Storkower Straße, Collage, Klebeband auf Karton © Björn Paulissen


The Beginning and End of the Long Sorrow

by Mathis Sommer / translation by Max Bach

The pedestrian bridge, a short while ago, used to be a lot longer. The story begins in 1877: South of the S-Bahn station – today still remotely located, as it was when it was first built – the city's giant main slaughterhouse was erected right next to the just-completed Ringbahn, forming a city outside the city. Doctor and politician Rudolf Virchow had already begun encouraging its construction a few years back, ever since the city started taking on more municipal responsibilities owing to the squalor of the overcrowded Gründerzeit (period of rapid industrial growth) neighborhoods, in order to put an end to the unhygienic slaughtering of animals in the backyards of apartment buildings.

The city rapidly grew around the slaughterhouse, and soon the complex itself wasn't big enough to keep up with the city's demand for meat.  In 1906 the compound was extended from Landsberger Allee to Eldenaer Straße, blocking an expansion of tenements in Friedrichshain out past the Ringbahn. Around this time almost 15,000 cows, pigs, calves, and sheep were slaughtered each day, a process unavoidably connected with the smell of blood, screech of machines, and bellowing of animals caught in the throes of death.

Industrialization took over artisanal handwork. Cattle were shipped in on piecework basis, bargained for, carved up, and turned into meat for two million Berliners. Blood, horn, skin and other side-products were then used in serums and as boots for the Prussian military, amongst other things.

Along with the transport of goods, the significance of trains for passenger transportation rose as well. Starting in 1881, passengers could get to the central stockyard train station by walking down a wooden bridge that crossed over the cargo loading station. However, to do this, one needed to traverse a large part of the perilous slaughterhouse compound. The long-discussed plan was finally carried out in 1937 to stretch a covered walkway over the entire compound, connecting the apartment buildings to the south with the S-Bahn. 420 meters long, four meters wide, and hovering six meters above the chambers and paths of the slaughter yards, this barren windowless passageway was subsequently designated "the long sorrow" or the "rue de gallop." 

In the hands of the people-owned enterprise Fleischkombinat Berlin during the GDR years, the war-damaged compound continued to be used as a slaughterhouse. In the empty lot on the other side of the train tracks arose the residential area Fennpfuhl ("Marsh Puddle"), the first East German large Plattenbau ("pre-fab") development (today partially under landmark preservation); the reconstructed Long Sorrow was extended to reach this housing project. With its 505 meters it was now the longest pedestrian bridge in Europe and a distinctive place in the metropolis, even featured in the opening credits of the crime series Polizeiruf 110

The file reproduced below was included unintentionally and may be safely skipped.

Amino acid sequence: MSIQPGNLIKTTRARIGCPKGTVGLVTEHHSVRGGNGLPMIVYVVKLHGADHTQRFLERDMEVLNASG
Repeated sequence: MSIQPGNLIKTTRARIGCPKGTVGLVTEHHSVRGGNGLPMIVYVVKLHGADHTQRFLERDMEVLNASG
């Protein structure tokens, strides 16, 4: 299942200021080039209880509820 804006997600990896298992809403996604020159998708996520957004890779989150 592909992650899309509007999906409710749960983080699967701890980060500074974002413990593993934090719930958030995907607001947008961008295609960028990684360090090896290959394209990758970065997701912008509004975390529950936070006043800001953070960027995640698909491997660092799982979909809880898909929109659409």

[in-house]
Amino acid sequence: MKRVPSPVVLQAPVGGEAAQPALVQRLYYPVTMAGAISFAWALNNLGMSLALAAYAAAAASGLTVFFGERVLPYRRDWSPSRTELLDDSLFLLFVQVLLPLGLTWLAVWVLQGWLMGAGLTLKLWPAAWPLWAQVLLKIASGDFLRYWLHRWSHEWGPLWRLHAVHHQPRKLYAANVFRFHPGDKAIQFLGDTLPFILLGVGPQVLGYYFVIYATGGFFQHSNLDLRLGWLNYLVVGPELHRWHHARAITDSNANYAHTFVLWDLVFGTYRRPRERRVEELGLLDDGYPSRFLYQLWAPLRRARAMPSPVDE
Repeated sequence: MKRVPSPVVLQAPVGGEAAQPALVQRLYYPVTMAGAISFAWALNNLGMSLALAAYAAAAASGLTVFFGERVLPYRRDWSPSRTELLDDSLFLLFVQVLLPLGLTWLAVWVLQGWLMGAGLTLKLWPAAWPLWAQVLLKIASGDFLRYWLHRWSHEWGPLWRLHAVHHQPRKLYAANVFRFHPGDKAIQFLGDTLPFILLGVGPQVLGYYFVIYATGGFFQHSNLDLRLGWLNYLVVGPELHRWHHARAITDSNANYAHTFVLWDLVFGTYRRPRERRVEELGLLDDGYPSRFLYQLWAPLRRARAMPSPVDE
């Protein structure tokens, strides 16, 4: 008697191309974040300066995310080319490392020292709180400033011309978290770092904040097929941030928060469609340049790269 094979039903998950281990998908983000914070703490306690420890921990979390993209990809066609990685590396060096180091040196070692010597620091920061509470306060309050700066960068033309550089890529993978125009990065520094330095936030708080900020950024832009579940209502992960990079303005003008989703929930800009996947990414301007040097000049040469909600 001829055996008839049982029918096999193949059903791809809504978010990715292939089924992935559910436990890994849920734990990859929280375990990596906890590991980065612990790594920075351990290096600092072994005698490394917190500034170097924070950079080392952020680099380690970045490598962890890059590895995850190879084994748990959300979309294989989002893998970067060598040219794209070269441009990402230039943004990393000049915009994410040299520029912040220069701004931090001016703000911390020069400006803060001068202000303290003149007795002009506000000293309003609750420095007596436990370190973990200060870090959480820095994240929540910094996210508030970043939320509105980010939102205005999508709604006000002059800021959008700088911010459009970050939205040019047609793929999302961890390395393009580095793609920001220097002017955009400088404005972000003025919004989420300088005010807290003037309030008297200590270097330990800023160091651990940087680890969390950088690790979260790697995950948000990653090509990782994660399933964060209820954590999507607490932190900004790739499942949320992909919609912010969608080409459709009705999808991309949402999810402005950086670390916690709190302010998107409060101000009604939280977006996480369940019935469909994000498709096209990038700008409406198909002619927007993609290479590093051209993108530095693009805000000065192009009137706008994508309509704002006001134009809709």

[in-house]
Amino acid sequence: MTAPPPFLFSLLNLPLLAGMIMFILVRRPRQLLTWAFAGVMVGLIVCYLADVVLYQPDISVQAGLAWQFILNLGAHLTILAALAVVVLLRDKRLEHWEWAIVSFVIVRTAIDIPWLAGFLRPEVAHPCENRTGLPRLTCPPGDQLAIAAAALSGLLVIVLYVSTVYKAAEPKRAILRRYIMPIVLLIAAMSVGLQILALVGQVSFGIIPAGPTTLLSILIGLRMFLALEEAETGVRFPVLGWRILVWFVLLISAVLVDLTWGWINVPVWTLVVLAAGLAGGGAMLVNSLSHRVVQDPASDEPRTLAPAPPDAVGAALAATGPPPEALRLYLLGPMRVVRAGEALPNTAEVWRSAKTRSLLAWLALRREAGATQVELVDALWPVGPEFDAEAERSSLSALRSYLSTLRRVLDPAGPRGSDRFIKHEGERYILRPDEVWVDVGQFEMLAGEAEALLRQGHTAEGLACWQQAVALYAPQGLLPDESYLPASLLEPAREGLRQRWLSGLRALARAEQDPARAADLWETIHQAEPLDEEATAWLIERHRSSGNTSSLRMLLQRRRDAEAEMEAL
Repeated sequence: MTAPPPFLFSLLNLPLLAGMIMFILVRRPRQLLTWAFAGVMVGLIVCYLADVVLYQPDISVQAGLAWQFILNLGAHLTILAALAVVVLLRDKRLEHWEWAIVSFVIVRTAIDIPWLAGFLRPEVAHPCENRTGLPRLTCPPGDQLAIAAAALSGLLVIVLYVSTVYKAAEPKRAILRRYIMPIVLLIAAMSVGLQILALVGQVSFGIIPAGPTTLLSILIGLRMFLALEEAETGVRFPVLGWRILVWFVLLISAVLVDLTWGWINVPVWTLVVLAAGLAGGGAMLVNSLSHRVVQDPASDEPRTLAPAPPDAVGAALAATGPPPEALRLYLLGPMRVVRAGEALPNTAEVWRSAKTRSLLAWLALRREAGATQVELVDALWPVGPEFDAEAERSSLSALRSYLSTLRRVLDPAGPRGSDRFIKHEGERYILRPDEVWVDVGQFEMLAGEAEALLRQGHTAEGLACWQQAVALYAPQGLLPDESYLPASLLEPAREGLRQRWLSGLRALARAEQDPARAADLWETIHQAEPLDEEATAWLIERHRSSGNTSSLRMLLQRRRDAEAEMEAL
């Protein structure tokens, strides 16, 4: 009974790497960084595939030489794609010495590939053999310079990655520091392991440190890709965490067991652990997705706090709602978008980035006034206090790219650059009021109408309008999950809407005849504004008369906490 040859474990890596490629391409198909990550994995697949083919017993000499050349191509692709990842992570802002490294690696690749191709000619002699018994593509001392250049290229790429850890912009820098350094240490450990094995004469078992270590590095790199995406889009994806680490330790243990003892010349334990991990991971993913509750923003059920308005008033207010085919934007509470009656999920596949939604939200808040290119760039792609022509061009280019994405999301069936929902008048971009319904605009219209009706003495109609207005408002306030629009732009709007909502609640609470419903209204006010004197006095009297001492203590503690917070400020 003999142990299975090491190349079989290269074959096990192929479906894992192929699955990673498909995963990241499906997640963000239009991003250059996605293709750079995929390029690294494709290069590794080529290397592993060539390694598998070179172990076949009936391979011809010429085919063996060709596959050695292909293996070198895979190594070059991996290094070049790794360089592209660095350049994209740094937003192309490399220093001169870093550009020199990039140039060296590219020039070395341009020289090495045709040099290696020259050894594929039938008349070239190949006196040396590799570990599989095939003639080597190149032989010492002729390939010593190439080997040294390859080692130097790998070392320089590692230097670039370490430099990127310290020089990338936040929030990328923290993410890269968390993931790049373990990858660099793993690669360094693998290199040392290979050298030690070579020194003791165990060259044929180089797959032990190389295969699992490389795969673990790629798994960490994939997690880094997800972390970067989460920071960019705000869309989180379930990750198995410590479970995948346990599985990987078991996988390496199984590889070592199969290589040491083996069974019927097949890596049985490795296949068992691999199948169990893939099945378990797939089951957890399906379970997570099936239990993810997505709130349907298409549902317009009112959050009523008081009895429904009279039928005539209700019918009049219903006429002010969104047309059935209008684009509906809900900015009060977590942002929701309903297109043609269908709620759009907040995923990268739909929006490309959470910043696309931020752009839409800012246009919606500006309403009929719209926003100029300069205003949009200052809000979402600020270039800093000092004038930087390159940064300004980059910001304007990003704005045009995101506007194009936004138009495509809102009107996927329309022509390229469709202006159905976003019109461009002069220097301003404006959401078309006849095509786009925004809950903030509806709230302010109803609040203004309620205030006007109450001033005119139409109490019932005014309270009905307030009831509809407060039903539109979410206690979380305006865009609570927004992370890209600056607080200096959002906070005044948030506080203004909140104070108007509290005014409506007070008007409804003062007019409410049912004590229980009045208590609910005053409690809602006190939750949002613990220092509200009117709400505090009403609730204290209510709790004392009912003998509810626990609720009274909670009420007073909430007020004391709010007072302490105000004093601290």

After Germany's reunification the state-run meat production ended, and unemployment rose in Fennpfuhl; numerous pieces of the bridge were destroyed or sprayed, and it stank like urine – an image hard to place on the real estate market. Meanwhile, the city senate was dreaming about hosting the 2000 Olympics and making the neighborhood more lively and attractive. It came up with an idea: Accommodation and, above all, jobs for 10,000 people in and around the landmark-worthy brick and steel ruins, far removed from any gross notion of slaughtering. The whole development of the compound, its ambivalent significance for the city and inhabitant, its anachronistic appearance in the city's spatial fabric – the Long Sorrow represented it all. Although it was put under landmark protection, in 2002 a huge chunk had to give way to a "retail park." The bridge's stump ends today in front of a discount store.

True, the bridge did lose its original function with the transformation of the compound and needed renovation, but its demolition could have been avoided. The city had temporary control over who got what land, and even today there is no lack of free surface to be developed. As a landmark of industrial history, the Long Sorrow could have kept the memory of the slaughterhouse's significance alive. Instead, is it now a pedestrian bridge in pitiful condition, and surely not the only example of the destructive spread of retail stores along the Ringbahn's tracks.

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